Email Templates or Plain Text Emails: Which Works Best?
I’ve noticed something interesting: all the top SEO and digital marketing websites I’ve subscribed to, do not use email templates (otherwise known as HTML emails). Most of them use plain text emails.
Which is why I’m writing this post; to answer this question:
Why is it that the top Internet marketers mostly use plain text emails?
And if they use plain text emails, should you too?
A plain text email sent to me by HennekeDuistermaak, top writer and marketer
I set out to find the answers…
Once you’ve gone over my findings, you can decide for yourself whether you should be using email templates or plain text emails.
Difference Between Email Templates (HTML) and Plain Text
HTML emails have color and images, while plain text is just that – black text on a white background.
The emails below are email templates by GetResponse. They are beautifully designed and contain color and images.
Image Credit: GetResponse
On the other hand, the following is a plain text email I received as a subscriber to Quicksprout, owned by Neil Patel, Internet marketing guru:
Plain text email from Internet marketing guru Neil Patel
You can see from the examples that email templates are way prettier than plain text emails, which further confuses the fact that the majority of digital marketing leaders opt for plain text.
Allow me to share what I’ve found…
Actual vs. Reported Behavior
The famous Henry Ford of Ford Motors, once said that if he’d asked his customers what they wanted, he would have built a faster horse, instead of the world’s first mass-market motor car.
Customer survey responses don’t always reflect reality. Ford recognized this, which is why he never asked his customers what they wanted. Instead, he listened to what they were saying.
SmartInsights confirms that email templates (HTML) are opened less and have lower click-through rates.
Why Are Email Templates Opened Less?
So why do people say they prefer fancy emails with images, but open plain text emails more?
This is what I found:
- Depending on the email service, most images in email templates don’t automatically load in the preview pane, so when the recipient sees the email, it’s not as pretty as it was intended to be. In fact, some don’t even make sense, like this one:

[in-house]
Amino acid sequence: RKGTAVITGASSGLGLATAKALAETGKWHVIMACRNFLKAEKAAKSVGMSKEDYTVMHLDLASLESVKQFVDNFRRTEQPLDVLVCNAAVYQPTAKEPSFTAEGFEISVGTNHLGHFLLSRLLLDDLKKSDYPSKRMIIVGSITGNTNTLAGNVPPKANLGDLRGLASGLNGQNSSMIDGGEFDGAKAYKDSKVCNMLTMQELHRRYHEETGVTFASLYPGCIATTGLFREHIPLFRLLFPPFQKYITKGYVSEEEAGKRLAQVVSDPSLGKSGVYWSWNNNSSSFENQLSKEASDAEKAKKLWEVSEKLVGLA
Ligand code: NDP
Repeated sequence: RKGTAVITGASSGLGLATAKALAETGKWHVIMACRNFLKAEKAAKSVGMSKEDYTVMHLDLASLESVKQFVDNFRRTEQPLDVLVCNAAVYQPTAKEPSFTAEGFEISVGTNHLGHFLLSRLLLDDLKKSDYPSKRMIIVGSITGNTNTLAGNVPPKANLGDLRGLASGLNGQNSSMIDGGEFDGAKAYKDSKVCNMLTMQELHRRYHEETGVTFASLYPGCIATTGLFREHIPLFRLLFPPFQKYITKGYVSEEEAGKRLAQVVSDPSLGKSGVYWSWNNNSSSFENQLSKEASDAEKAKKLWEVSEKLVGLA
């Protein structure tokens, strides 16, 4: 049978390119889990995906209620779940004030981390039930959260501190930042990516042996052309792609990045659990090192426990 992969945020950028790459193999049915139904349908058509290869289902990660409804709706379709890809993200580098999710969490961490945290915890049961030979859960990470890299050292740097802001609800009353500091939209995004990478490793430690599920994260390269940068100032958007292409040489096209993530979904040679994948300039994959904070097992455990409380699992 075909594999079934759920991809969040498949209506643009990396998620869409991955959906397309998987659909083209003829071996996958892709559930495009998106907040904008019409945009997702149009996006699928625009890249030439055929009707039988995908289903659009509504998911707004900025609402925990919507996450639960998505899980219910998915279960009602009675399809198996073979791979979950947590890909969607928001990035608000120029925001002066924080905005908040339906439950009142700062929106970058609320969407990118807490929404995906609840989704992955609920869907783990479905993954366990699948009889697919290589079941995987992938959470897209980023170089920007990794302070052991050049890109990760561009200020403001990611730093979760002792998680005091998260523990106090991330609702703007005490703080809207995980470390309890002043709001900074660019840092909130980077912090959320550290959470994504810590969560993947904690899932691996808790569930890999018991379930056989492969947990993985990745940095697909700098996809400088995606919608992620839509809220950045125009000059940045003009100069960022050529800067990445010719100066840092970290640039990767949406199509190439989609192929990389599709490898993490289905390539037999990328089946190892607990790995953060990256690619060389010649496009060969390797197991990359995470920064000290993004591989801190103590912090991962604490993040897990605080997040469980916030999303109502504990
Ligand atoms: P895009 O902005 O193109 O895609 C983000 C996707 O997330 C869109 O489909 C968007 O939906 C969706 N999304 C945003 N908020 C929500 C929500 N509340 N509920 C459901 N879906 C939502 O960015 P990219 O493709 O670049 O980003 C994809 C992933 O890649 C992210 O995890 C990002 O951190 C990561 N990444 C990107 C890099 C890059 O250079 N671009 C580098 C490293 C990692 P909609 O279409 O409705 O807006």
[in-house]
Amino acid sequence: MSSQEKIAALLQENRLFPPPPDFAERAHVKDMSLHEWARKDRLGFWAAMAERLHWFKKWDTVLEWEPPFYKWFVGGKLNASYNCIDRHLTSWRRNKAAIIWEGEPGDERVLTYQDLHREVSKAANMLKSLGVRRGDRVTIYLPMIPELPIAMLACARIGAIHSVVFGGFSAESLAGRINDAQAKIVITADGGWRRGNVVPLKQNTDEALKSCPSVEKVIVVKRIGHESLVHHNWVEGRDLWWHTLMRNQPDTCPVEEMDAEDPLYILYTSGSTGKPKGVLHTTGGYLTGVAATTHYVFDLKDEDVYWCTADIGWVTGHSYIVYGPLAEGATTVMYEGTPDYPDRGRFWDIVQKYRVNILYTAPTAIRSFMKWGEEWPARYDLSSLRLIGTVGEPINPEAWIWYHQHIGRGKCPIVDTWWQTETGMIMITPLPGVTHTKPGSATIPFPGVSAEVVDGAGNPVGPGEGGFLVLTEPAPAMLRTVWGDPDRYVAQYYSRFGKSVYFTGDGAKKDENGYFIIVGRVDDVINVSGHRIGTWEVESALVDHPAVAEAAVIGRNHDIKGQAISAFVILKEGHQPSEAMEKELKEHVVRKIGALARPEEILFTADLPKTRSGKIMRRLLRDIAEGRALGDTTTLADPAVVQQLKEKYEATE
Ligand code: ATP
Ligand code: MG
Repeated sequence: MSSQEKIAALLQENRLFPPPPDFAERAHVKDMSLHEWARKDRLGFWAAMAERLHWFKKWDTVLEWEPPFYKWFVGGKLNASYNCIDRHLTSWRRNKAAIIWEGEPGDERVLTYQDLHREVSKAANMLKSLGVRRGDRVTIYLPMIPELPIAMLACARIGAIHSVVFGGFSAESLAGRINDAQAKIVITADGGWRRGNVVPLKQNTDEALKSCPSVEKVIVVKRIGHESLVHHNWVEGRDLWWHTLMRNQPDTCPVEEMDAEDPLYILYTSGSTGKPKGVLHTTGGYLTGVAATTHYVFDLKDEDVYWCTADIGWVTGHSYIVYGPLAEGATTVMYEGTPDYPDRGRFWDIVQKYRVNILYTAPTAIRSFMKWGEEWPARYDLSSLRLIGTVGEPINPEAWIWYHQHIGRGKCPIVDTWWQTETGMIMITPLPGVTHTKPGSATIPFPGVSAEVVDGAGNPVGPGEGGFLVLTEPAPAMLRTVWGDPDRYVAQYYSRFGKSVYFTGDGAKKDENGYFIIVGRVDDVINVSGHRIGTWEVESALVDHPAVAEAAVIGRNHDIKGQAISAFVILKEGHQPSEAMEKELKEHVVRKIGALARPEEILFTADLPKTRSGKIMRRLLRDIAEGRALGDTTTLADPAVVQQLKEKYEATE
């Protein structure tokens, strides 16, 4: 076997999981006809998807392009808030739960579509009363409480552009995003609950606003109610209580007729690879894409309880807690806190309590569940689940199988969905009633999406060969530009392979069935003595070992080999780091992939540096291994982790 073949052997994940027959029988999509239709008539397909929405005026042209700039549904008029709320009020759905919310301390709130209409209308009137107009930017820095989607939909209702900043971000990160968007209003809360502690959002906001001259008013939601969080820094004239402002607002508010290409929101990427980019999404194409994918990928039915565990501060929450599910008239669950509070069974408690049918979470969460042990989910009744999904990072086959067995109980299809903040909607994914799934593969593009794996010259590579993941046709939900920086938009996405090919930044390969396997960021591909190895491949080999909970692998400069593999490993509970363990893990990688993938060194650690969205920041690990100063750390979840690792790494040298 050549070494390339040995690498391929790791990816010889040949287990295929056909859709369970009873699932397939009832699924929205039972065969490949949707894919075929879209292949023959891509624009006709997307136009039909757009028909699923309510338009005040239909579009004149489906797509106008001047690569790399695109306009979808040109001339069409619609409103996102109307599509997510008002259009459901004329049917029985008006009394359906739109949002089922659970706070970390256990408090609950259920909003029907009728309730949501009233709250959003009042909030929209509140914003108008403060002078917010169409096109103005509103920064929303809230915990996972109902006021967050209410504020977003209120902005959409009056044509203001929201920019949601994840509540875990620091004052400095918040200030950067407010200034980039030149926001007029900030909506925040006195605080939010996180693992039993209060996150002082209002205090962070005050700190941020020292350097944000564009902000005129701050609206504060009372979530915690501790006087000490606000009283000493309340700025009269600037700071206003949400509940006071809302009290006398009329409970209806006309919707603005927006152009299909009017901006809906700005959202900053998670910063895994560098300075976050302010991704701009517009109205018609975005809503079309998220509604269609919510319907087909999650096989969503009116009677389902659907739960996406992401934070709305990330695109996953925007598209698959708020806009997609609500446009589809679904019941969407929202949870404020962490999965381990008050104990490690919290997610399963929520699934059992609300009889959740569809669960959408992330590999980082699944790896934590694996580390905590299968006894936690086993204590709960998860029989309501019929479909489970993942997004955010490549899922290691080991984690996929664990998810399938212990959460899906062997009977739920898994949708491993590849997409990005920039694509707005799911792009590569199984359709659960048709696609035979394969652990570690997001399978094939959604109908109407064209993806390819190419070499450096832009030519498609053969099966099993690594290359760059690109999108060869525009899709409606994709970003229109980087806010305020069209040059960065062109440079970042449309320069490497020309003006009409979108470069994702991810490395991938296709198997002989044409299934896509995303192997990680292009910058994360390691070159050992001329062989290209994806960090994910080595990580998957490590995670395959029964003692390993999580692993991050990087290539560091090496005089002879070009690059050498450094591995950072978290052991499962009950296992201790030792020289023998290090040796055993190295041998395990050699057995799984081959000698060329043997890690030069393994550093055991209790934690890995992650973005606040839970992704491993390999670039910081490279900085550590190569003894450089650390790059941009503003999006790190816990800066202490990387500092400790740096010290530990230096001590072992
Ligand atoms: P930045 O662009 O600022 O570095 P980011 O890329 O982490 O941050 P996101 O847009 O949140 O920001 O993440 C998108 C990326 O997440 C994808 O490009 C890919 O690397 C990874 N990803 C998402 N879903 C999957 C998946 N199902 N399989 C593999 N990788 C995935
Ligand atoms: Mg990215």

The example above shows how the preview looks in my email preview pane – I am sure you’ll agree it does nothing to entice opening…
And most people won’t bother downloading the images unless it seems as if something in the email is missing.
This is how the email example above was intended to look by the designer:
- Email templates sometimes come across as spammy, while plain text is more like getting an email from a personal friend.
- Email is easier to read, especially from a mobile phone when it’s plain text, and the majority of people access their emails, and the Internet, from a mobile phone now instead of a desktop PC. Plain text emails also come across as “cleaner”, which interprets in the recipient’s mind as “uncomplicated”.
- Email services are increasingly filtering messages. Take Gmail’s promotions tab – anything Google deems “commercial” gets put into the promotions tab instead of the main email tab. As a result, the recipient is already psychologically prejudiced against the “promotional” email.
The Deliverability Debate
In previous years, the argument was that HTML emails (email templates) were not always delivered to the recipient.
Nowadays, this is no longer an issue so long as the HTML email is properly coded and there is a plain text version to go with it. Most email marketing software provides this function.
If you use email templates, make sure that you create a plain text version of the email too.
I’ve generalized in this post, but the truth is that you need to test.
For instance, if your emails are about photography and accommodation, your business depends on images and you may need to use images in your emails. If you’re in real estate, you may need to display property in emails, and consumers expect images in most retail or ecommerce emails, especially when they receive sales emails.
If you opt for the simpler route, I like what Hubspot did for their plain text emails, and you can emulate them by simply adding your logo to the top:
Technically speaking, the email above is an HTML email, but it comes across, and will behave as a plain text email if it’s properly coded.
When it comes to email marketing, less is more.